Merlot month helps restore respect to a legend

Not all problems with merlot were caused by the “Sideways Effect.”

The Seavey Vineyard in Napa Valley (Courtesy photo)

The Seavey Vineyard in Napa Valley (Courtesy photo)

‘If anyone orders a merlot I am leaving. I am not drinking f—–g merlot!” A funny line delivered by actor Paul Giamatti in the 2004 film “Sideways,” intended to add depth to his Miles Raymond character, did irreparable damage in U.S. markets to the iconic wine varietal.

Prior to the film, merlot held 14 percent of our wine market, more at the time than cabernet sauvignon and pinot noir. After Hollywood’s so-called “Sideways Effect,” growers started pulling out thousands of acres of merlot, replacing it, in may cases, with popular and higher priced cabernet sauvignon. At the height of its demand, merlot vines reached nearly 60,000 acres in California. Today, they account for almost 45,000 acres.

Not all problems with merlot were caused by the “Sideways Effect.” High demands in the late 20th century prompted growers to plant more, sometimes without regard to terroir and there were times when California produced merlot was simple, boring and out of balance.

Today, thanks in part to the “MerlotMe” campaign, started in 2013, merlot is making a well-deserved comeback. What began as a social media event, #MerlotMe has developed a following among consumers, wineries and restaurants that has resulted in the designation of October as International Merlot Month.

From the perspective of many, the quality of recent merlot releases have been extraordinary, not just from top producer like Duckhorn, Pahlmeyer and La Jota, but in many mid-price level wines. Many of them are hosting events and special tastings and, to pay homage and assist in the campaign to increase awareness, several top winemakers have shared their six-word love stories about merlot.

“Merlot is the perfect wine, anytime”

— PJ Alviso, Duckhorn

Duckhorn has produced much of California’s finest merlot for 40 years. The release of their 2014 Duckhorn Vineyards Merlot Three Palms Vineyard ($110), which was named Wine Spectator’s top wine designation in 2017, gave the varietal a huge boost in its re-resurgence. They have planned a special celebration, on Saturday, Oct. 12, that features a “harvest- inspired four-course dinner” paired with their merlot releases from five appellations of the Napa Valley.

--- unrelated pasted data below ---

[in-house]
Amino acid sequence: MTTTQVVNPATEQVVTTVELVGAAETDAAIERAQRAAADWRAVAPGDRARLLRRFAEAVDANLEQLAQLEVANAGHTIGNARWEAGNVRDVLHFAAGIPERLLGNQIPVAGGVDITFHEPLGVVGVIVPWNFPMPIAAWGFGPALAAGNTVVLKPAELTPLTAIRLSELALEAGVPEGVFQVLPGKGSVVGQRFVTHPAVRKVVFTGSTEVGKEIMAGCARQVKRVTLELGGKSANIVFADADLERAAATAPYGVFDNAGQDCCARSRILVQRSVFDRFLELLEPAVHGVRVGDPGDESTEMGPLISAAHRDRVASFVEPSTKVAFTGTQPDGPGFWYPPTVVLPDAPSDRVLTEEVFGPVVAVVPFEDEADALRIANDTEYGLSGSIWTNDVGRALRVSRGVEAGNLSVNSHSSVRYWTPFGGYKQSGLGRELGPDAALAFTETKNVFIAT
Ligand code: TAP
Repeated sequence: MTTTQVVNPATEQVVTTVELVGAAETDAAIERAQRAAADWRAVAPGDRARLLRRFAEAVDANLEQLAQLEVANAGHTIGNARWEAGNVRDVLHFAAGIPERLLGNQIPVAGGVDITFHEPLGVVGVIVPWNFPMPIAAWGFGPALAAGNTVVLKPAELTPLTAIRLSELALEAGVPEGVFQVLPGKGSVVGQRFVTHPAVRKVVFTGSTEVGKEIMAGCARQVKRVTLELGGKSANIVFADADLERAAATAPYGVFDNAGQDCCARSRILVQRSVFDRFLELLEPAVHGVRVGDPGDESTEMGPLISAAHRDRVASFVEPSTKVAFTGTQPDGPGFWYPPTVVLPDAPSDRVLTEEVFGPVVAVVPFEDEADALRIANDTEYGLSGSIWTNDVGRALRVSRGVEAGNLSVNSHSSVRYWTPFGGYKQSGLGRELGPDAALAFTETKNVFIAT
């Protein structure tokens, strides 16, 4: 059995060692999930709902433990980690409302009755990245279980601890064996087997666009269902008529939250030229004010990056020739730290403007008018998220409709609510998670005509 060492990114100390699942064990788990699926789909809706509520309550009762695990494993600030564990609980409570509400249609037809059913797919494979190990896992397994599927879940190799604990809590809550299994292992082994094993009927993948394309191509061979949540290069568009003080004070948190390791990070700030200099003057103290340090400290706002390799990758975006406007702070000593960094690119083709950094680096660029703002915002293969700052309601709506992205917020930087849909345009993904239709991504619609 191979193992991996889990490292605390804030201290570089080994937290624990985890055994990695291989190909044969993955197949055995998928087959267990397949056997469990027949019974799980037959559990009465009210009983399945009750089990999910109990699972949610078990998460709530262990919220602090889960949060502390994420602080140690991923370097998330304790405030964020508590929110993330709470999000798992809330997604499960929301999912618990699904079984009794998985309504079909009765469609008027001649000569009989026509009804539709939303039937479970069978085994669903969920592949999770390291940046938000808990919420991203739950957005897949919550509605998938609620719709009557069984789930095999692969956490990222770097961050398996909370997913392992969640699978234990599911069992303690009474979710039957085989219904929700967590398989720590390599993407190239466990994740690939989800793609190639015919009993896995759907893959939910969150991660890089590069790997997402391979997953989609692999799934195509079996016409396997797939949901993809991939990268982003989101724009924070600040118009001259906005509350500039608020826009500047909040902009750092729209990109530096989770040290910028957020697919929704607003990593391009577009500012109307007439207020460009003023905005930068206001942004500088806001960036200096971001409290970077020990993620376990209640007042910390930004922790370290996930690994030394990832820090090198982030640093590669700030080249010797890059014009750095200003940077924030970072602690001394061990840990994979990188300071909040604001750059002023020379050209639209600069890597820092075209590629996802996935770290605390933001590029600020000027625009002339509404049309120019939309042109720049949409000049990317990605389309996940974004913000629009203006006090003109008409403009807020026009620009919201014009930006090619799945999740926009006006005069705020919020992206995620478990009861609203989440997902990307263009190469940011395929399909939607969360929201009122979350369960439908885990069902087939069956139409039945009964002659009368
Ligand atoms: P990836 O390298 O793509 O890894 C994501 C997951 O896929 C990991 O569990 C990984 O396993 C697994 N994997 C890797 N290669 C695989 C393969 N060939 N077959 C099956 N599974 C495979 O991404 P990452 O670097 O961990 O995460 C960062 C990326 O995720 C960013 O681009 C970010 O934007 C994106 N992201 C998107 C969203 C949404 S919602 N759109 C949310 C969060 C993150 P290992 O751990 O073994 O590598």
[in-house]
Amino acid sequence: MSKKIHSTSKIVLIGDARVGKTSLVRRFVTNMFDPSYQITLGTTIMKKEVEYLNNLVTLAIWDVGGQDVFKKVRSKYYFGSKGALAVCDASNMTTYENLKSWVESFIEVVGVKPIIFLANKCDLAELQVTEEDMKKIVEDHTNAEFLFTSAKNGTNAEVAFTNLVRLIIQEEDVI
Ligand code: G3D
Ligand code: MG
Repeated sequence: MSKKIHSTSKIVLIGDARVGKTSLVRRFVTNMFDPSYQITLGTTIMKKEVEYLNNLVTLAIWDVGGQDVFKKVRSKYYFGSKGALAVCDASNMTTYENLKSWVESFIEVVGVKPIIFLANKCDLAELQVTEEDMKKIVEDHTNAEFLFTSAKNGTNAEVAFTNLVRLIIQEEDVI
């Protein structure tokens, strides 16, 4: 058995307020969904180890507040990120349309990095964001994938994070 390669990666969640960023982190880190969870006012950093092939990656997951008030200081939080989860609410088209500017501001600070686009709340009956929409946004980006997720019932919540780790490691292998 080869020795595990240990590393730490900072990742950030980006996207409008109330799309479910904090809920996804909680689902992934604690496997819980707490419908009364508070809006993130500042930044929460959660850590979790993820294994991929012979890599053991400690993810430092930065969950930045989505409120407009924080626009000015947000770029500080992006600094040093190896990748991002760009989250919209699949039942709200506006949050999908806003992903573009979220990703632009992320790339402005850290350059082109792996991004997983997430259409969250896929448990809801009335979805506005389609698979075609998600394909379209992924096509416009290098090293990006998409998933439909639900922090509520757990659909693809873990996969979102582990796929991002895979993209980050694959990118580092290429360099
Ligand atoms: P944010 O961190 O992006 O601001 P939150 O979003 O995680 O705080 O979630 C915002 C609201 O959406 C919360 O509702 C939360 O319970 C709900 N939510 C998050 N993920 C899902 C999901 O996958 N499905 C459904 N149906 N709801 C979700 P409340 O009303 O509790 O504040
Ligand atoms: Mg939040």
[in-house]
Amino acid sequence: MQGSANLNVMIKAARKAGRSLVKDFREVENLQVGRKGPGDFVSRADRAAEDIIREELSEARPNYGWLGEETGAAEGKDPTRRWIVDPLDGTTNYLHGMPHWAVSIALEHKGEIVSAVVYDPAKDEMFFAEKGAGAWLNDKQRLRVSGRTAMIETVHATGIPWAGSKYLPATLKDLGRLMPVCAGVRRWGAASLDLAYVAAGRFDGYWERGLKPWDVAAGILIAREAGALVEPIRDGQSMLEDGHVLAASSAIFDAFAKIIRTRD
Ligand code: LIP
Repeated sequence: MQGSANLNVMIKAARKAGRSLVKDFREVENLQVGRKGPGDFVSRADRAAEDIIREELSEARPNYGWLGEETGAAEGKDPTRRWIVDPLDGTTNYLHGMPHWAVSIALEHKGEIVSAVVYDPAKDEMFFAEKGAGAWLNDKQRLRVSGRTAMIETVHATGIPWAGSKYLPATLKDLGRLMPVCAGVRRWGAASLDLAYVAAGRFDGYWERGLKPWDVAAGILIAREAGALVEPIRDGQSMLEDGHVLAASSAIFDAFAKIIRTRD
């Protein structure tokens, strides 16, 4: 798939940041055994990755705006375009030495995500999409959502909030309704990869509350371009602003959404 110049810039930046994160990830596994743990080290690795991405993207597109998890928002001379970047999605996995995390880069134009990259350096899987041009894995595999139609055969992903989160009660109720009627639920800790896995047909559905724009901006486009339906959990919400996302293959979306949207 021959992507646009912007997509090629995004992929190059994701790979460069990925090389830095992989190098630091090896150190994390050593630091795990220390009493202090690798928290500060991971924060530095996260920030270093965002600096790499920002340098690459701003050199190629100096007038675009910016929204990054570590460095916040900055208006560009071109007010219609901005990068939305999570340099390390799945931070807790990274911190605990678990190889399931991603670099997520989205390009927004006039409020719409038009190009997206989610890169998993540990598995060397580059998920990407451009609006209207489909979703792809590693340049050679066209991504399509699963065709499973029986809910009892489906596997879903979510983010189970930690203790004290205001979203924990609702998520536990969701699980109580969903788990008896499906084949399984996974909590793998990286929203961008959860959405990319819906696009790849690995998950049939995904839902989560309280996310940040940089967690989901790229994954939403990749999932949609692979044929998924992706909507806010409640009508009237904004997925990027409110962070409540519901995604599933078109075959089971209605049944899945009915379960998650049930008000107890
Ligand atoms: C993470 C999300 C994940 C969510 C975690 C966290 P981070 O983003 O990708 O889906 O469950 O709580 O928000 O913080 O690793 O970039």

The 2016 vintage of Duckhorn Vineyards Merlot “Three Palms Vineyard.” (Courtesy photo)

The 2016 vintage of Duckhorn Vineyards Merlot “Three Palms Vineyard.” (Courtesy photo)

From what has been described as near perfect growing conditions, the 2013 Manterra Cunat Family Vineyards “Right Bank” ($50), a 99.4 percent merlot tribute to the great wines from St. Emilion and Pomerol in the Bordeaux region, is wonderfully structured with rich black cherry and currant flavors with soft tannins.

During the month of October, Manterra is hosting a “Meow for Merlot” special and has pledged to donate one dollar from each bottle of merlot sold to the Jameson Animal Rescue Ranch. The tasting fee is $25 per person, but the cause is a good way to support merlot and our four-legged friends at the same time.

“Marvelous, ethereal, rich, lovely, opulent, pleasure”

— Sara Fowler, Peju

From their estate vineyards in Walla Walla and from other regions, L’Ecole No. 41 has long been recognized as one of Washington State’s top merlot producers. In October, for those who are traveling through the Walla Walla area, they are offering, at the tasting room, special prices on their vintage 2016 releases.

For those who will not be traveling through the Walla Walla area, L’Ecole No. 41 wines are available in wine shops throughout the Bay Area and online including the 2016 L’Ecole No. 41 Estate Grown Merlot Walla Walla Valley ($36) that expresses perfumed aromas and concentrated earthy fruit flavors with cooking spice and coffee hints on the finish.

With a 93-point rating, critic Antonio Galloni, Vinous described the 2016 Seavey Merlot Napa Valley ($65) as “powerful, dense and savory.” I found it to be one of the best Napa Valley merlot release that I tasted this year with overwhelming complexity and excellent mouthfeel.

For a $75 fee, Seavey Vineyard is offering a vertical tasting of five hand-selected vintages from their estate merlot and conducting a tour of their winemaking facilities including the historic circa-1881 barn.

Another long-standing producer of fine Napa Valley merlot, Markham Vineyards is also presenting, for a $35 fee, a vertical tasting of their 2013 through 2016 vintage estate merlot vines and a preview tasting of the yet to be releases 2019 vintage. There is little question that participants will enjoy some top- notch merlot at Markham Vineyards.

“Making merlot for you to love.”

— Don LaBorde,

Paraduux Vineyards

Do yourselves a favor, make an effort to enjoy a bottle of merlot in October. We must all do what we can to make amends to this rich and luscious global legend.

Lyle W. Norton is a wine enthusiast and blogger in Santa Rosa who has written a wine column for 15 years. Visit his blog at www.lifebylyle.com or email him at sfewine@gmail.com. He is a guest columnist.

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